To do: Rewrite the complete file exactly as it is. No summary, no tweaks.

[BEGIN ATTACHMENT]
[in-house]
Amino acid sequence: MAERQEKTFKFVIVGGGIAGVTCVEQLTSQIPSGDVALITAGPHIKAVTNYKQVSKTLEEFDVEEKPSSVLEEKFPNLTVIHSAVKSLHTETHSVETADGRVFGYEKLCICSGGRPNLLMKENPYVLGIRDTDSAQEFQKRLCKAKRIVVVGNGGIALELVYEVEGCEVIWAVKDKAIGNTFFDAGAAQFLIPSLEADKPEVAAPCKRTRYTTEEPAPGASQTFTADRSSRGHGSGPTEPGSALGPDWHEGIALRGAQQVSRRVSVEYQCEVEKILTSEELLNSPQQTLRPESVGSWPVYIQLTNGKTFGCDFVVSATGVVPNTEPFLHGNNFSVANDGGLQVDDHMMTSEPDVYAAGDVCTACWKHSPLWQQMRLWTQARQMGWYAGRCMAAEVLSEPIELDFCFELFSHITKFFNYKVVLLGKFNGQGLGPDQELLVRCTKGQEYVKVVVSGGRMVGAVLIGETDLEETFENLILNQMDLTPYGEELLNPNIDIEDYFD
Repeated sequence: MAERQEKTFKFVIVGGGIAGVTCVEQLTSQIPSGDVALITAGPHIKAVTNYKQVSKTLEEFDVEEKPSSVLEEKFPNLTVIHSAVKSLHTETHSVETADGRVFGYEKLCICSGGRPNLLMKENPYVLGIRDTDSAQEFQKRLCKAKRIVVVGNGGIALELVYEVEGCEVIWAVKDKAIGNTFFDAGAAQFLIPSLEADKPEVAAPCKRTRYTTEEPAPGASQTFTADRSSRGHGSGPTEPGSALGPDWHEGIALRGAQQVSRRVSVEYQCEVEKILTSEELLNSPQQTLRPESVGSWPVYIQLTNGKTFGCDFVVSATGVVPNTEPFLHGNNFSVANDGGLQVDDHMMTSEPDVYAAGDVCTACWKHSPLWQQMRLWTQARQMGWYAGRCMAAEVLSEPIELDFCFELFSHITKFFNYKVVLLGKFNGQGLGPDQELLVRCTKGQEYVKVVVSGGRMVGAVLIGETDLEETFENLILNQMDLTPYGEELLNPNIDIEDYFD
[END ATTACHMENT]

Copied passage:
[in-house]
Amino acid sequence: MAERQEKTFKFVIVGGGIAGVTCVEQLTSQIPSGDVALITAGPHIKAVTNYKQVSKTLEEFDVEEKPSSVLEEKFPNLTVIHSAVKSLHTETHSVETADGRVFGYEKLCICSGGRPNLLMKENPYVLGIRDTDSAQEFQKRLCKAKRIVVVGNGGIALELVYEVEGCEVIWAVKDKAIGNTFFDAGAAQFLIPSLEADKPEVAAPCKRTRYTTEEPAPGASQTFTADRSSRGHGSGPTEPGSALGPDWHEGIALRGAQQVSRRVSVEYQCEVEKILTSEELLNSPQQTLRPESVGSWPVYIQLTNGKTFGCDFVVSATGVVPNTEPFLHGNNFSVANDGGLQVDDHMMTSEPDVYAAGDVCTACWKHSPLWQQMRLWTQARQMGWYAGRCMAAEVLSEPIELDFCFELFSHITKFFNYKVVLLGKFNGQGLGPDQELLVRCTKGQEYVKVVVSGGRMVGAVLIGETDLEETFENLILNQMDLTPYGEELLNPNIDIEDYFD
Repeated sequence: MAERQEKTFKFVIVGGGIAGVTCVEQLTSQIPSGDVALITAGPHIKAVTNYKQVSKTLEEFDVEEKPSSVLEEKFPNLTVIHSAVKSLHTETHSVETADGRVFGYEKLCICSGGRPNLLMKENPYVLGIRDTDSAQEFQKRLCKAKRIVVVGNGGIALELVYEVEGCEVIWAVKDKAIGNTFFDAGAAQFLIPSLEADKPEVAAPCKRTRYTTEEPAPGASQTFTADRSSRGHGSGPTEPGSALGPDWHEGIALRGAQQVSRRVSVEYQCEVEKILTSEELLNSPQQTLRPESVGSWPVYIQLTNGKTFGCDFVVSATGVVPNTEPFLHGNNFSVANDGGLQVDDHMMTSEPDVYAAGDVCTACWKHSPLWQQMRLWTQARQMGWYAGRCMAAEVLSEPIELDFCFELFSHITKFFNYKVVLLGKFNGQGLGPDQELLVRCTKGQEYVKVVVSGGRMVGAVLIGETDLEETFENLILNQMDLTPYGEELLNPNIDIEDYFD